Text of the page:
The Chicago Bears finished the 2016 season with a 3-13 record. They then navigated the offseason by adding a mix of veterans, who project to serve as short-term starters, and draft picks, who aren’t expected to be starters in Week 1. The overhauled 2017 Bears, then, will start at least six new players when the season begins on September 10 against the Falcons.
Yet, despite the significant roster turnover and numerous question marks at various positions on the roster, the Bears aren’t expected to be the NFC’s worst team this season. In fact, they aren’t eve projected to be the worst team in their division. Nathan Jahnke of Pro Football Focus unveils his first round of NFC projections for 2017, and the Bears can be viewed as a team on the rise.
Jahnke projects the Bears to finish with a 7-9 record in 2017, which would represent a four-win increase from a struggle-filled 2016 campaign. And, at 7-9, they’ll climb out of the NFC North cellar, too – as the Detroit Lions would hold that particular distinction with a projected 6-10 mark.
That would be quite the drop-off after a playoff season in 2016 where the Lions were one win away from hoisting the NFC North crown. Detroit would be one of three teams with worse records than the Bears, along with the San Francisco 49ers and Los Angeles Rams finishing with identical 4-12 records.
So how do the Bears make a four-game improvement and get head coach John Fox to within one win of a non-losing season:
“In 2015 their best guard was Kyle Long, their best defensive lineman was Eddie Goldman, their best pass-rusher was Pernell McPhee, and their best cornerback was Kyle Fuller. All of them played fewer than 500 snaps in 2016 due to injury. They hit on 2016 draft picks halfback Jordan Howard (81.0), center Cody Whitehair (87.2), and linebacker Leonard Floyd (65.1). Both the offense and defense have a lot of pieces that haven’t played together before, but on paper this team is much better than their 3-13 record last year indicates.”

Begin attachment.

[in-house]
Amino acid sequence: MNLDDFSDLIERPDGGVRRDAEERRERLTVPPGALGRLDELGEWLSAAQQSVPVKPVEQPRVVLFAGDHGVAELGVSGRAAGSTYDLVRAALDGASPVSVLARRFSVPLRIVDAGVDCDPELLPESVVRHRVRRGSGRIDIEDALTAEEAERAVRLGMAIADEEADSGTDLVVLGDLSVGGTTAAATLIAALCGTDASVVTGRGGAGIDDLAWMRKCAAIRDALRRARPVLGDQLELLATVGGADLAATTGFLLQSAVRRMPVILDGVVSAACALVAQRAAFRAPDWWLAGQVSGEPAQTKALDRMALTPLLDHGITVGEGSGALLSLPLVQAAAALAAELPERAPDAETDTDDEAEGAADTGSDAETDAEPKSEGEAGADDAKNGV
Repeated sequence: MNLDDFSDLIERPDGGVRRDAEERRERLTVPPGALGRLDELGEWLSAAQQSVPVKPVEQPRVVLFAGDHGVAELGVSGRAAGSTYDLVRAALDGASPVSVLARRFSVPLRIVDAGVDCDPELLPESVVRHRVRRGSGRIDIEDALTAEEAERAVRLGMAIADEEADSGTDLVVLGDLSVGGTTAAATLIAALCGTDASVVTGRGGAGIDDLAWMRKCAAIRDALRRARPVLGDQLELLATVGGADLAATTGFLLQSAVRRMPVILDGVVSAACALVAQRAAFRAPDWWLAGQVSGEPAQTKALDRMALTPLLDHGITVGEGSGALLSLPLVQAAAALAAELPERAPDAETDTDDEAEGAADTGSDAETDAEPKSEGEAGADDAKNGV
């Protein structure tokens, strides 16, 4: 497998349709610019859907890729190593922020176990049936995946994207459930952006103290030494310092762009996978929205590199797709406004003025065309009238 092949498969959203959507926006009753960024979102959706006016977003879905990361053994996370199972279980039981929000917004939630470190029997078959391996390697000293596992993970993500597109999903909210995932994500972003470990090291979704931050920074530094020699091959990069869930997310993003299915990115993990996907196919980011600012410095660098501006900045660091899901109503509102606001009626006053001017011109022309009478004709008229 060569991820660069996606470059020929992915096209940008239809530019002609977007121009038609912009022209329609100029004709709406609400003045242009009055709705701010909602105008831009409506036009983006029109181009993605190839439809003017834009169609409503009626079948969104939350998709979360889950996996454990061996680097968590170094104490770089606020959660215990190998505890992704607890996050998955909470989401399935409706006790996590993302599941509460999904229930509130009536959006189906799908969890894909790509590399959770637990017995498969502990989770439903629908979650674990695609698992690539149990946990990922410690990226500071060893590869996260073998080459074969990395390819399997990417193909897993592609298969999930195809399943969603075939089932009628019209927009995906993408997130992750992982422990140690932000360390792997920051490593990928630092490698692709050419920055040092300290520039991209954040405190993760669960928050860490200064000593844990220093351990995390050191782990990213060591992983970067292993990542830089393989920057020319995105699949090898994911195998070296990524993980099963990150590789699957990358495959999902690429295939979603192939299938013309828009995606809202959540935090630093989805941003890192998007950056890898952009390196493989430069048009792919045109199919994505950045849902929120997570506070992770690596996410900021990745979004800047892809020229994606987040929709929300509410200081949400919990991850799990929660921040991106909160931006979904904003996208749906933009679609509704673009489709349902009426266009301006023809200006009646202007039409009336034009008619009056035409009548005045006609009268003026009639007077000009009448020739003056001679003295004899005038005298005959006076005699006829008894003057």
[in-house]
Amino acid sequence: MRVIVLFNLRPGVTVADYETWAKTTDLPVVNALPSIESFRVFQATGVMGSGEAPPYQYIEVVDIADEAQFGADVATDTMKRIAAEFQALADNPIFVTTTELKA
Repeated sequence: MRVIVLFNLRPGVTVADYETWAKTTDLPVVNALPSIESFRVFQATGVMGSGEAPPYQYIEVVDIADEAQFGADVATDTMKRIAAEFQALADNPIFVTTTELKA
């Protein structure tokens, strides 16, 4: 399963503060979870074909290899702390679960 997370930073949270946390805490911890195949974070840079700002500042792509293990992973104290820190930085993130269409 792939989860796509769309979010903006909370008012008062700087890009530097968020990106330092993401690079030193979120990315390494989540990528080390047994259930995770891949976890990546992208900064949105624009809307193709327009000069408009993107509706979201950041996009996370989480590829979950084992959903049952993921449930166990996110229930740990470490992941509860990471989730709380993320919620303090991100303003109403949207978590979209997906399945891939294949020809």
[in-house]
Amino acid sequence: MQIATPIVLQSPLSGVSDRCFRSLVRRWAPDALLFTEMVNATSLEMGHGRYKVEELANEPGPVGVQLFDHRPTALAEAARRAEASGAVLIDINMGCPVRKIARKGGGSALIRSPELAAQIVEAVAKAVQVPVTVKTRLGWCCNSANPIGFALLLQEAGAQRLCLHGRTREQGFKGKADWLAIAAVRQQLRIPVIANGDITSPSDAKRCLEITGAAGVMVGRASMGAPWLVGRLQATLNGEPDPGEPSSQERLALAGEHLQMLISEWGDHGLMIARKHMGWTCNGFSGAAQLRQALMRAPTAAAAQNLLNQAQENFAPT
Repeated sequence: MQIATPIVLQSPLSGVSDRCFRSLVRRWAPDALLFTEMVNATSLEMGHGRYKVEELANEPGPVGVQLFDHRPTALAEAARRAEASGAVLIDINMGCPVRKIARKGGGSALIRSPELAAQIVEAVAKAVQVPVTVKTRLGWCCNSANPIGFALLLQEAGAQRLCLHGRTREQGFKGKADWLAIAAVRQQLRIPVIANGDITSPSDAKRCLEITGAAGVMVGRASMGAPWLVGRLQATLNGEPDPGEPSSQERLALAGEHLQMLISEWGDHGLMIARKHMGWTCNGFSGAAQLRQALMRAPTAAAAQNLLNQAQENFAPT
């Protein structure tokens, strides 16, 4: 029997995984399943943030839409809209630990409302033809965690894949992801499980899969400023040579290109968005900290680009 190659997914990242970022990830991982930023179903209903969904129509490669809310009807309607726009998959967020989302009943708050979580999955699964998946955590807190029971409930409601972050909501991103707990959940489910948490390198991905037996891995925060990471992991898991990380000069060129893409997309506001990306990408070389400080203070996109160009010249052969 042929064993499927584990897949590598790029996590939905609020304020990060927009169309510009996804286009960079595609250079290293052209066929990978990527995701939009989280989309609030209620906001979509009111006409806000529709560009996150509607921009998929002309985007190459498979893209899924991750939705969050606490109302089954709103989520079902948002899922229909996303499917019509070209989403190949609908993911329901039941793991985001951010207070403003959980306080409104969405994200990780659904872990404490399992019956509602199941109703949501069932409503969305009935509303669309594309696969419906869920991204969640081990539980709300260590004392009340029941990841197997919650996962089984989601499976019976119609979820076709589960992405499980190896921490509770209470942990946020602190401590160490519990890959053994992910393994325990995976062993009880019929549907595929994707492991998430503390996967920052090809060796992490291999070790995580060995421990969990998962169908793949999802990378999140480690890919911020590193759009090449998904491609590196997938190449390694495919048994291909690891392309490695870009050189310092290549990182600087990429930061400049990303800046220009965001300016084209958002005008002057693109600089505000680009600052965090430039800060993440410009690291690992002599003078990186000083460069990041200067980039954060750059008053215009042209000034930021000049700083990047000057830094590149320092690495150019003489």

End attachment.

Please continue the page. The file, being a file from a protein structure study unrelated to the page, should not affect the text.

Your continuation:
Earlier in the offseason, Fox offered up the idea that the Bears might not be too far away from being competitive. And when you dive into the revamped roster, the Bears have added talent and depth to put together what is arguably the best group of starters in the NFC North. Even Peter King of SI.com’s The MMQB believes the team is a well-quarterbacked season away from being a good team.
Surprisingly, there is a significant amount of optimism for a team that has won just nine games in two years. But with new faces throughout the roster who have upside and/or high floors, there are some things that are worth getting excited about. Of course, the number of new players could take a while to gel and that might sink the team’s optimism early in the season – especially when facing the most challenging part of its schedule. But it’s starting to become clear that the Bears are moving in a positive direction.
Even still, the Bears have a long way to go to catch the top of the class. PFF projects the Atlanta Falcons (12-4), Dallas Cowboys (10-6), Green Bay Packers (10-6), Arizona Cardinals (10-6), and Seattle Seahawks (10-6) to be the NFC’s five best teams.